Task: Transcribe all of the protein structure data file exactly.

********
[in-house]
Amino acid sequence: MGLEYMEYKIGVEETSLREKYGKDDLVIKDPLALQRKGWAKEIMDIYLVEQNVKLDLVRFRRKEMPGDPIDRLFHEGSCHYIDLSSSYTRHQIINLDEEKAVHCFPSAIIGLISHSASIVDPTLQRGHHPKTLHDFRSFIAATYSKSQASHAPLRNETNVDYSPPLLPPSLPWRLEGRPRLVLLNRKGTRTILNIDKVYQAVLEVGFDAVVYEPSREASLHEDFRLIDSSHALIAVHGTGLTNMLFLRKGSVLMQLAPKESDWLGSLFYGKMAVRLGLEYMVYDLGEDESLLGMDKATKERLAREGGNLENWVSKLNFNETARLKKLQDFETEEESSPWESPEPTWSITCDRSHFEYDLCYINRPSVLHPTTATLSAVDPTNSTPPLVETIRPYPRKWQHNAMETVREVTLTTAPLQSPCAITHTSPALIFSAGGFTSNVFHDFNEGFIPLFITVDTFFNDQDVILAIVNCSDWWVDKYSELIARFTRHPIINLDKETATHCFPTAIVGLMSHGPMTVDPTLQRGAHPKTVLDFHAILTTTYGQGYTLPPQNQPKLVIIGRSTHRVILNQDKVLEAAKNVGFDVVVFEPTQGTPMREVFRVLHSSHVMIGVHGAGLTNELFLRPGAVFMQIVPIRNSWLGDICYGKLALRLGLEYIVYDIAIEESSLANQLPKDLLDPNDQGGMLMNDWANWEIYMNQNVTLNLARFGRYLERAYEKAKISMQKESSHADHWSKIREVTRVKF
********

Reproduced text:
[in-house]
Amino acid sequence: MGLEYMEYKIGVEETSLREKYGKDDLVIKDPLALQRKGWAKEIMDIYLVEQNVKLDLVRFRRKEMPGDPIDRLFHEGSCHYIDLSSSYTRHQIINLDEEKAVHCFPSAIIGLISHSASIVDPTLQRGHHPKTLHDFRSFIAATYSKSQASHAPLRNETNVDYSPPLLPPSLPWRLEGRPRLVLLNRKGTRTILNIDKVYQAVLEVGFDAVVYEPSREASLHEDFRLIDSSHALIAVHGTGLTNMLFLRKGSVLMQLAPKESDWLGSLFYGKMAVRLGLEYMVYDLGEDESLLGMDKATKERLAREGGNLENWVSKLNFNETARLKKLQDFETEEESSPWESPEPTWSITCDRSHFEYDLCYINRPSVLHPTTATLSAVDPTNSTPPLVETIRPYPRKWQHNAMETVREVTLTTAPLQSPCAITHTSPALIFSAGGFTSNVFHDFNEGFIPLFITVDTFFNDQDVILAIVNCSDWWVDKYSELIARFTRHPIINLDKETATHCFPTAIVGLMSHGPMTVDPTLQRGAHPKTVLDFHAILTTTYGQGYTLPPQNQPKLVIIGRSTHRVILNQDKVLEAAKNVGFDVVVFEPTQGTPMREVFRVLHSSHVMIGVHGAGLTNELFLRPGAVFMQIVPIRNSWLGDICYGKLALRLGLEYIVYDIAIEESSLANQLPKDLLDPNDQGGMLMNDWANWEIYMNQNVTLNLARFGRYLERAYEKAKISMQKESSHADHWSKIREVTRVKF